The tale of the human race is one of mistakes I suppose. Humans, along with some other animals have the ability to learn from experience, and making mistakes is perhaps the first step of the process. In fact, it’s amazing we’ve made it this far.
Iceplant was introduced to Anacapa Island in the 1940s and 50s, to aid in landscaping and to protect against erosion. It gradually took over the land area, reducing the diversity of native vegetation, and thus the food sources for native animals. At some point, a need for intervention was felt, and the authorities are now working on getting rid of the iceplant and restoring the native flora.
So also with wildfires. About a century back, timber was important enough to the economy that preventing wildfires was the policy of the US government. By the 1970s, experience and research showed that this wasn’t the way to go — massive wildfires continued to occur and it became clear that suppressing wildfires could increase the likelihood and intensity of future fires. (I believe one of the reasons for the increased intensity, and perhaps the increased likelihood as well, is that dry wood and undergrowth goes on accumulating in the absence of a wildfire, creating a much bigger stockpile of fuel for the fire to consume than would have been available if wildfires occured with regularity.) The policy now is to do some amount of prescribed burning, and to control wildfires when necessary, for example when human life is threatened.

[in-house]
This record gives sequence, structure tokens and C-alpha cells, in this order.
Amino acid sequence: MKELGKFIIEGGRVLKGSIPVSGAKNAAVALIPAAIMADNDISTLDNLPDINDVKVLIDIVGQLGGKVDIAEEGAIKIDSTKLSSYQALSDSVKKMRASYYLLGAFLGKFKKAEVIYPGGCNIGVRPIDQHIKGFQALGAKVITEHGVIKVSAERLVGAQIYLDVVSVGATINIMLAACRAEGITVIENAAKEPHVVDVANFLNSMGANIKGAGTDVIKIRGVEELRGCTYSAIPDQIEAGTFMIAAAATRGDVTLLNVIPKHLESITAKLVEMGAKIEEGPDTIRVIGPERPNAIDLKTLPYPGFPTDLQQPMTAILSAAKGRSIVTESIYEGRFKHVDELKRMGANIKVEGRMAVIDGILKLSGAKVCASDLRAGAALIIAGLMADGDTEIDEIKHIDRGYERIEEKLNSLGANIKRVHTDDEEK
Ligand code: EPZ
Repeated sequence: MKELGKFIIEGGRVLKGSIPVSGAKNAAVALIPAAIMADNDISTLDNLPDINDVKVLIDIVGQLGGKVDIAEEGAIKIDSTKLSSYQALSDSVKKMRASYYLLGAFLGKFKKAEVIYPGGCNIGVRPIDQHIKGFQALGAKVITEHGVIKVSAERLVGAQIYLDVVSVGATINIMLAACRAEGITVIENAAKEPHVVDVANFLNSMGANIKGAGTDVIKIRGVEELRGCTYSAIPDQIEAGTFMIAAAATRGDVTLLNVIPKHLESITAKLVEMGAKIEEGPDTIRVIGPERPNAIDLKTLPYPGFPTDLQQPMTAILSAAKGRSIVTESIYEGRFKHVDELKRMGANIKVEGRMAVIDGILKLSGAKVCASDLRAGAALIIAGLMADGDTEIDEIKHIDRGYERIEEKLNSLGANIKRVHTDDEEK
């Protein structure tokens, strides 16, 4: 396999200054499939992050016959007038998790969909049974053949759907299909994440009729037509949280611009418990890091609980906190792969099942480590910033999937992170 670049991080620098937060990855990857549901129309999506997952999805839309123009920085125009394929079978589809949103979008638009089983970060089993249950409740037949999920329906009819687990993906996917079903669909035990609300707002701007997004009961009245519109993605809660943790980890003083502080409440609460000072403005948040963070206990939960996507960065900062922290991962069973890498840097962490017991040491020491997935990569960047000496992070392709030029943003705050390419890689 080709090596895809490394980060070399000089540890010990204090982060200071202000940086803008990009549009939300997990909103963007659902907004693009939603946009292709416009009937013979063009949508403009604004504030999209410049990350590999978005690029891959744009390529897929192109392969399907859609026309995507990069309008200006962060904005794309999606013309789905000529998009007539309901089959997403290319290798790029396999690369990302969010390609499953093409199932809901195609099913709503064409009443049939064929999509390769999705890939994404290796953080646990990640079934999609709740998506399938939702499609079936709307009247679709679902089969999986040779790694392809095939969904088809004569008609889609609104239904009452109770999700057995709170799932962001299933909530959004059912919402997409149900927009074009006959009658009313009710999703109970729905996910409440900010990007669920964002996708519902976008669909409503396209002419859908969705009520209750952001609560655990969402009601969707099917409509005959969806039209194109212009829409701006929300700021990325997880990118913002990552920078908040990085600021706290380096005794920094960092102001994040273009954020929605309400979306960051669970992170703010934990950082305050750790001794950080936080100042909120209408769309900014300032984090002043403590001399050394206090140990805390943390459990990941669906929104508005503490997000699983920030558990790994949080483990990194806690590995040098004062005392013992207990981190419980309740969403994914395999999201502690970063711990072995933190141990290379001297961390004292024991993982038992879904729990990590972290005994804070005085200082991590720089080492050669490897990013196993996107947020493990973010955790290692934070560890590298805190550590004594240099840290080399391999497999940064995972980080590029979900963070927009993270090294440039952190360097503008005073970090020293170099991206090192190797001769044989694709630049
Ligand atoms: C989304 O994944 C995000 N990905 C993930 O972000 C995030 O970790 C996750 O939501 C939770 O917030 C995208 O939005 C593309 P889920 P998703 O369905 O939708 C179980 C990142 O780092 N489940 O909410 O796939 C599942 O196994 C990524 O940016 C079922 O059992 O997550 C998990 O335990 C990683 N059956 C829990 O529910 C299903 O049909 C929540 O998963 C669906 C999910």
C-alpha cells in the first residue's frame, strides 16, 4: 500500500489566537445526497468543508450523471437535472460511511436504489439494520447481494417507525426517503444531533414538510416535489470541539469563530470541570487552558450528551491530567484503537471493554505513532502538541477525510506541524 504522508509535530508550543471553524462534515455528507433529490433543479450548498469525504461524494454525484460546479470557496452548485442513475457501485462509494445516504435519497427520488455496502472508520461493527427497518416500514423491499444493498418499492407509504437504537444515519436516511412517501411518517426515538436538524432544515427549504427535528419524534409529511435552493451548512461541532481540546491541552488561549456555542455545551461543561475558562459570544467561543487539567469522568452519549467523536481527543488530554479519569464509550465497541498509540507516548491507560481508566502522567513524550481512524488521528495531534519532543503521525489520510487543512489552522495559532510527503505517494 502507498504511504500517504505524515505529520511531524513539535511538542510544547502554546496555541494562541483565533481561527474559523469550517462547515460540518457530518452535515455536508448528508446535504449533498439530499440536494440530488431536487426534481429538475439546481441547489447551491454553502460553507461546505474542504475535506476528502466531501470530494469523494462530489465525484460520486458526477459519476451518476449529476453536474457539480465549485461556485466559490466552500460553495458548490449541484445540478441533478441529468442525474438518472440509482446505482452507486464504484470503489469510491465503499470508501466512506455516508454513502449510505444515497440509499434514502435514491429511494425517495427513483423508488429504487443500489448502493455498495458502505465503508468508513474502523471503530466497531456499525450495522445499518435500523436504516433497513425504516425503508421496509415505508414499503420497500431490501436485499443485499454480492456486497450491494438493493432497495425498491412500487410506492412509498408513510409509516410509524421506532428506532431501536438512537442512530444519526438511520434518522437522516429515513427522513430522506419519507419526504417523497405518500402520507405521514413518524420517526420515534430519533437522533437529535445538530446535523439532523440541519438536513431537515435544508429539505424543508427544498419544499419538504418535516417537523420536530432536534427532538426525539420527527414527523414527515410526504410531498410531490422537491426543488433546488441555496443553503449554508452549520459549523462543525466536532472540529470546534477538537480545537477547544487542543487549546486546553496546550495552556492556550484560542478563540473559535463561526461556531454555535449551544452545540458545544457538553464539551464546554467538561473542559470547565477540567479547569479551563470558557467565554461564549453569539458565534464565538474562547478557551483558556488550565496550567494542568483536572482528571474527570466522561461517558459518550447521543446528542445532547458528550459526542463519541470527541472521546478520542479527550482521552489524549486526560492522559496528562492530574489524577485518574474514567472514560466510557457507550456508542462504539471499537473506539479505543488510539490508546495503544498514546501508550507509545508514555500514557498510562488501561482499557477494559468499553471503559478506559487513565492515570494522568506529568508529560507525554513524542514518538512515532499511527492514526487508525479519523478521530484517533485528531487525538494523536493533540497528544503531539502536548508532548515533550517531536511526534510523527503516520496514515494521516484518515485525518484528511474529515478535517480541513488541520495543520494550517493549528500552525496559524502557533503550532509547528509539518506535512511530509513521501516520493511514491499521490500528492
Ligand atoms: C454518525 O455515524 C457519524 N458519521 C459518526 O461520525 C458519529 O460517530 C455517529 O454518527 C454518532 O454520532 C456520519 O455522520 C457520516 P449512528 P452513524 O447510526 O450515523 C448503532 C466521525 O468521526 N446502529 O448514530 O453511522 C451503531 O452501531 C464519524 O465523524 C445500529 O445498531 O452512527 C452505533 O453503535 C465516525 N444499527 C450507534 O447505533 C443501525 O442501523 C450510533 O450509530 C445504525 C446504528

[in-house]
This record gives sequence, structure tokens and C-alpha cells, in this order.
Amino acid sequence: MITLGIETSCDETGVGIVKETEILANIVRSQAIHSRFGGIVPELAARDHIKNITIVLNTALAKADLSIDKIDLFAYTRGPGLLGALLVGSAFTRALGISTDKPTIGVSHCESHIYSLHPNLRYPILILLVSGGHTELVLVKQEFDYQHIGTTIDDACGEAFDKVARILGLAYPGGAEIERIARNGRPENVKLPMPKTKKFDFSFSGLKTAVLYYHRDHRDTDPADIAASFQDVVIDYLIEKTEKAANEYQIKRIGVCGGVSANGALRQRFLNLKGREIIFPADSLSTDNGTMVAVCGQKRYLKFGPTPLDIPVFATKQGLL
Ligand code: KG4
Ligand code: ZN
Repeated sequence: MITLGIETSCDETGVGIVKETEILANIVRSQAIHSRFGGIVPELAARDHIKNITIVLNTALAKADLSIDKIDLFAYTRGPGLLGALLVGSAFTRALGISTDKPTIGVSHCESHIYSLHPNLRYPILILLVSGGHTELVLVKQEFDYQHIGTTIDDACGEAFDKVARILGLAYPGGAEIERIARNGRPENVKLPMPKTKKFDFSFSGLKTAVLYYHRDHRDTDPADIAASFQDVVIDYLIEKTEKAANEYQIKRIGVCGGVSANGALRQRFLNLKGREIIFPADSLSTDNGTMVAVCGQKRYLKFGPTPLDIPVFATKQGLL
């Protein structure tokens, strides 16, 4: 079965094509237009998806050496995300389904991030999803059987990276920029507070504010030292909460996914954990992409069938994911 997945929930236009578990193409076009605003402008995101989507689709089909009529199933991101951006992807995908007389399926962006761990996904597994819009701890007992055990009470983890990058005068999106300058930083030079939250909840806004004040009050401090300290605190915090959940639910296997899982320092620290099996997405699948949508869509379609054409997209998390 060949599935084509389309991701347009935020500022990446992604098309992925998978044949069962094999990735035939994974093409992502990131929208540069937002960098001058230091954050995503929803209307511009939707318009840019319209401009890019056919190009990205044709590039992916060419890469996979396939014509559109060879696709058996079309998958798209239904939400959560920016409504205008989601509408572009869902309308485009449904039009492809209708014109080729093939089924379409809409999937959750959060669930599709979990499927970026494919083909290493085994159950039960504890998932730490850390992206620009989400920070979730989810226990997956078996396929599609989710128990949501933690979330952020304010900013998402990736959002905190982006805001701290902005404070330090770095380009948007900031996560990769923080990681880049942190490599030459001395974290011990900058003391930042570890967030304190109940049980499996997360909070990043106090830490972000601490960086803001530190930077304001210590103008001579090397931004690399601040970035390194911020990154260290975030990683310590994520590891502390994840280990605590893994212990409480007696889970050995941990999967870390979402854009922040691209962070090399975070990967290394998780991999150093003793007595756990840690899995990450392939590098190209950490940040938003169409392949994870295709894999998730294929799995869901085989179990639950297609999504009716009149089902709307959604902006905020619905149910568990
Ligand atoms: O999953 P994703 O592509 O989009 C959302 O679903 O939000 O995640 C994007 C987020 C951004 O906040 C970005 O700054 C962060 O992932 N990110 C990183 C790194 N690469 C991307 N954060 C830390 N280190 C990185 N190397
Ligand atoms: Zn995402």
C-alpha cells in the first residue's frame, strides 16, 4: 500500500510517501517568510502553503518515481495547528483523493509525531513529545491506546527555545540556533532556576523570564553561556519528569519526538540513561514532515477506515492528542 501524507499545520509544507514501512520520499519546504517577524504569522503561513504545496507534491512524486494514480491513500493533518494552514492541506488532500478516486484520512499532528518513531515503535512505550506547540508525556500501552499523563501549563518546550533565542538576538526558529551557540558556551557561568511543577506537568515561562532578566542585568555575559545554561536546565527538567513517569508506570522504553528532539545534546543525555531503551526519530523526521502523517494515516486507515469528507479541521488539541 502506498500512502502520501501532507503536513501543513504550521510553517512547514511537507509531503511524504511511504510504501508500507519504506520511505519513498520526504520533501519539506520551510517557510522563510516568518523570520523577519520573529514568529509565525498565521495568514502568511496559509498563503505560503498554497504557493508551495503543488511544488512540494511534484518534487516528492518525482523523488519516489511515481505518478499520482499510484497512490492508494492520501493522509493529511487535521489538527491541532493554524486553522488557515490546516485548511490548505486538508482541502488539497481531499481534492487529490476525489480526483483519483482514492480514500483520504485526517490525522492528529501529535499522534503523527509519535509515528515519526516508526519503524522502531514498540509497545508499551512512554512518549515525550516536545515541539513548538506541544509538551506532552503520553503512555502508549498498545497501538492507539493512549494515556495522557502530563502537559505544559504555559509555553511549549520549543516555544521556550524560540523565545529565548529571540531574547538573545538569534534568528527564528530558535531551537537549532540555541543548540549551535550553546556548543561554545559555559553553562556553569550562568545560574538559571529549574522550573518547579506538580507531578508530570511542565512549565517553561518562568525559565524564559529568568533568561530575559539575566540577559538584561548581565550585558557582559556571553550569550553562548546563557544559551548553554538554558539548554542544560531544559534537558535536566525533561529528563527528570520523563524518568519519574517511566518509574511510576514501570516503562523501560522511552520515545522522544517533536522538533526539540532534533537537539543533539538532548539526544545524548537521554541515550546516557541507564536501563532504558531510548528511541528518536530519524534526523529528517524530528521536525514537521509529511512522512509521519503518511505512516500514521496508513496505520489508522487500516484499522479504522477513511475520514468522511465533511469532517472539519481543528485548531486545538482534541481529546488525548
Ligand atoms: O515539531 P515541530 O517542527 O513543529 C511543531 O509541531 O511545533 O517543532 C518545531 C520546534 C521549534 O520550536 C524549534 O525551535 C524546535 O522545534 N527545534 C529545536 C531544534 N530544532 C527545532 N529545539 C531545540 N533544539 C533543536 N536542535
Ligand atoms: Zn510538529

In both cases, man presumes to understand and control some part of nature, realises that it’s a mistake, that his knowledge is incomplete, and attempts to backtrack. Another example, where the part of nature that is being poorly understood is in fact the human body, is that of the introduction of synthetic additives and substitutes in food, or of certain ways of processing food. Things that are originally thought of as harmless, or even beneficial (and they are almost always beneficial to the producers of the food involved) turn out to have negative side effects that are discovered decades later. Another example, also from Anacapa Island, is of DDE (a form of DDT) making its way into pelican eggs, causing the shells to become too thin, disastrously reducing hatching rates. Other fish-eating birds around the country were also affected before DDT was banned.
I wonder sometimes how our descendents will think back on us millions of years from now. It seems pretty certain that they’ll think of us as lower level intelligence, as we might think of chimpanzees, and perhaps many of the things I mention above will be fully understood (if indeed forests, pelicans and human bodies still exist). But the universe is a complex place, and though the human brain is pretty complex as well, I doubt that everything will be understood. Perhaps what will really be understood is the trade-offs involved in decisions, and whether a free lunch is at all possible in a certain situation. Making decisions will still be tricky, and there will be mistakes aplenty. But if the Q are to be believed (and of course they are) the quality of the humans to constantly aspire to something better means that they can potentially evolve beyond everything. And so in the very end, there may in fact be a very tiny amount of hope for us all.